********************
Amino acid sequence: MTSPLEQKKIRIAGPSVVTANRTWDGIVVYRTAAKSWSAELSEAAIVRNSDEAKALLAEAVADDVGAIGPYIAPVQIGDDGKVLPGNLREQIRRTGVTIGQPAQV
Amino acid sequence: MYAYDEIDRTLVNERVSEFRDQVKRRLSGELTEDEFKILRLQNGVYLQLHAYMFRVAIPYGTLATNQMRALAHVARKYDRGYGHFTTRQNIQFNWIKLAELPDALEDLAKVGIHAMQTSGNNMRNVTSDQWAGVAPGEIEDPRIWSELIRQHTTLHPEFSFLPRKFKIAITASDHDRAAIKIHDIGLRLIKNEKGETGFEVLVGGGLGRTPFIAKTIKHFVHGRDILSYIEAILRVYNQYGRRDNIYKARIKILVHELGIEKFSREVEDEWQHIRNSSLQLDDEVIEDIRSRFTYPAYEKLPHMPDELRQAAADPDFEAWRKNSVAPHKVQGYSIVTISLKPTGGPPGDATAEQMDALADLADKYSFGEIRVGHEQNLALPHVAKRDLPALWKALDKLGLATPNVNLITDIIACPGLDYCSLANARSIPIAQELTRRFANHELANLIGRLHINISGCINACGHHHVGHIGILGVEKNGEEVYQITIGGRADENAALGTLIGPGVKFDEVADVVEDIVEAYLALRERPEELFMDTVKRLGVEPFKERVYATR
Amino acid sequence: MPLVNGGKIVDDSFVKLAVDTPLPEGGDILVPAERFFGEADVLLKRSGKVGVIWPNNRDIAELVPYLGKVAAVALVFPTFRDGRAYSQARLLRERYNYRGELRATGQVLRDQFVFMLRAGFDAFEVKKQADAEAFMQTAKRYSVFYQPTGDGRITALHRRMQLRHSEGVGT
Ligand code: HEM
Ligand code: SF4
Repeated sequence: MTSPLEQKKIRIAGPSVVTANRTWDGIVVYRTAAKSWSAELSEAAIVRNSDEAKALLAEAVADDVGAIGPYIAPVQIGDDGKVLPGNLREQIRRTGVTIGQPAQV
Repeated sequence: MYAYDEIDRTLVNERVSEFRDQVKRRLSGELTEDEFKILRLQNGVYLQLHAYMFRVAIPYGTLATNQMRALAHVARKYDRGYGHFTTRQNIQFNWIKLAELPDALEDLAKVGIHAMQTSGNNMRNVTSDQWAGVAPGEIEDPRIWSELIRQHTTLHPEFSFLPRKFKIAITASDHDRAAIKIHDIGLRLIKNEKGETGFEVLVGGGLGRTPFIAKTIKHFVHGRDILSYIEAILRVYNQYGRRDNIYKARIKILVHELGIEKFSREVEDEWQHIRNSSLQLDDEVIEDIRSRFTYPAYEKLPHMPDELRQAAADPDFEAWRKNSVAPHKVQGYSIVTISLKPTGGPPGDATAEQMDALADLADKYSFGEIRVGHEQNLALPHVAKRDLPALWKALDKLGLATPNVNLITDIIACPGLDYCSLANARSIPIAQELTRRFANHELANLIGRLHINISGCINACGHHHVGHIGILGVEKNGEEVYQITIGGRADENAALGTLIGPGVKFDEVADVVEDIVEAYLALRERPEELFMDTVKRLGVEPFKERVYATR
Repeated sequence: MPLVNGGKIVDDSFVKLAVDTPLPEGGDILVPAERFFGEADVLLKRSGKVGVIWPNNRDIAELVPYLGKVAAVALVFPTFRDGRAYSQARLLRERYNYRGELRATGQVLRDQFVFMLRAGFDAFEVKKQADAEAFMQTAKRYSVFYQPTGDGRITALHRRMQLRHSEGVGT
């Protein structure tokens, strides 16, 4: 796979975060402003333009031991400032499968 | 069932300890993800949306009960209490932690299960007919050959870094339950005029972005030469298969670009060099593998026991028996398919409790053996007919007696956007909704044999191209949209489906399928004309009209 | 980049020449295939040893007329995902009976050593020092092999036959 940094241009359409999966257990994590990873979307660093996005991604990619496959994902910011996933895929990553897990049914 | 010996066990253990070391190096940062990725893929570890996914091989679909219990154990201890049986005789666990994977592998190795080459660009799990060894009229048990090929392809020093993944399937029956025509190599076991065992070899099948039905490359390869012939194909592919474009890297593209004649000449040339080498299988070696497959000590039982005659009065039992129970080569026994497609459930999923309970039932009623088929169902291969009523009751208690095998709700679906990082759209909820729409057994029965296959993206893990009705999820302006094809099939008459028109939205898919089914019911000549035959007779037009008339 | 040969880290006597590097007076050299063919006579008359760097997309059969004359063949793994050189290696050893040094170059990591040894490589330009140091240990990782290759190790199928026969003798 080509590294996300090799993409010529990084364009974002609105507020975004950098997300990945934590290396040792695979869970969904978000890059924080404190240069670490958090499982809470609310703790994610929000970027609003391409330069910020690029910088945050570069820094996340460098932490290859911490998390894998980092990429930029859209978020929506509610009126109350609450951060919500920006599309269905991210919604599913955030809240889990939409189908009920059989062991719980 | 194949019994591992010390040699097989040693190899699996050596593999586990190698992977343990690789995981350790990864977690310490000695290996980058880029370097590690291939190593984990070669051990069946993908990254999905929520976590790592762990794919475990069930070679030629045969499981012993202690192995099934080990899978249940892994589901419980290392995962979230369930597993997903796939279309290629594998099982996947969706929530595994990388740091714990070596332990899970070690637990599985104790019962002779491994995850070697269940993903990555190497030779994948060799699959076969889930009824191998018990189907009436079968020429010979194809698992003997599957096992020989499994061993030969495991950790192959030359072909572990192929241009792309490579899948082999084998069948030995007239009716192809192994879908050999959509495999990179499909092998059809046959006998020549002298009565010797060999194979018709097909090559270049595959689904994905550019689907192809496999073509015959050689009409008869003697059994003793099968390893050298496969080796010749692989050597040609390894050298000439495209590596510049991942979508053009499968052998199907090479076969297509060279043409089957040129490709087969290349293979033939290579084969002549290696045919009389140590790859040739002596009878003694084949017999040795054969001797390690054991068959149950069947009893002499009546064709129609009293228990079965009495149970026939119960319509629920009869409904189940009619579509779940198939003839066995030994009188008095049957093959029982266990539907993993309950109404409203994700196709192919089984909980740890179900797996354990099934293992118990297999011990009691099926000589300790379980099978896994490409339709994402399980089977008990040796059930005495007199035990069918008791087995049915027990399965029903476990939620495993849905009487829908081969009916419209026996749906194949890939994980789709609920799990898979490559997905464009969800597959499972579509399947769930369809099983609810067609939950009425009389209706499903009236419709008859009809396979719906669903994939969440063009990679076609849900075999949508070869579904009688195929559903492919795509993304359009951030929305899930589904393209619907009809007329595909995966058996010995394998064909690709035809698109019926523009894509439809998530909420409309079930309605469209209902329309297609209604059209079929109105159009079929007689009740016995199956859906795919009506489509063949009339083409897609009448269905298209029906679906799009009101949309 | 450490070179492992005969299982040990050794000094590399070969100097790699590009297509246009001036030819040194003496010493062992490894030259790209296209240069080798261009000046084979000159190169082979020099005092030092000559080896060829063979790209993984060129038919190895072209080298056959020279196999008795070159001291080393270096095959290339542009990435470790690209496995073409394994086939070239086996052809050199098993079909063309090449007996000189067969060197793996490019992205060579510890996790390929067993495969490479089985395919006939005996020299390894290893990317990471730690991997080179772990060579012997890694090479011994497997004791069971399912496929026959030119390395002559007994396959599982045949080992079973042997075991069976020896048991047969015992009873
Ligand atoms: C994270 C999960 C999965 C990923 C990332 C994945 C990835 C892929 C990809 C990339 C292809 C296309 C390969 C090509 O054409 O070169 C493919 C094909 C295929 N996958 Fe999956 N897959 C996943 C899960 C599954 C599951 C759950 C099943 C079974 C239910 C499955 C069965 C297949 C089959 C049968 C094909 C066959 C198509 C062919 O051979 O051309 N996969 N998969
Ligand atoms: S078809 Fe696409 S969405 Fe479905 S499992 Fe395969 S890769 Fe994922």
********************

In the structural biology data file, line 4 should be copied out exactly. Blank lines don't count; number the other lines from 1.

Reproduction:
Ligand code: HEM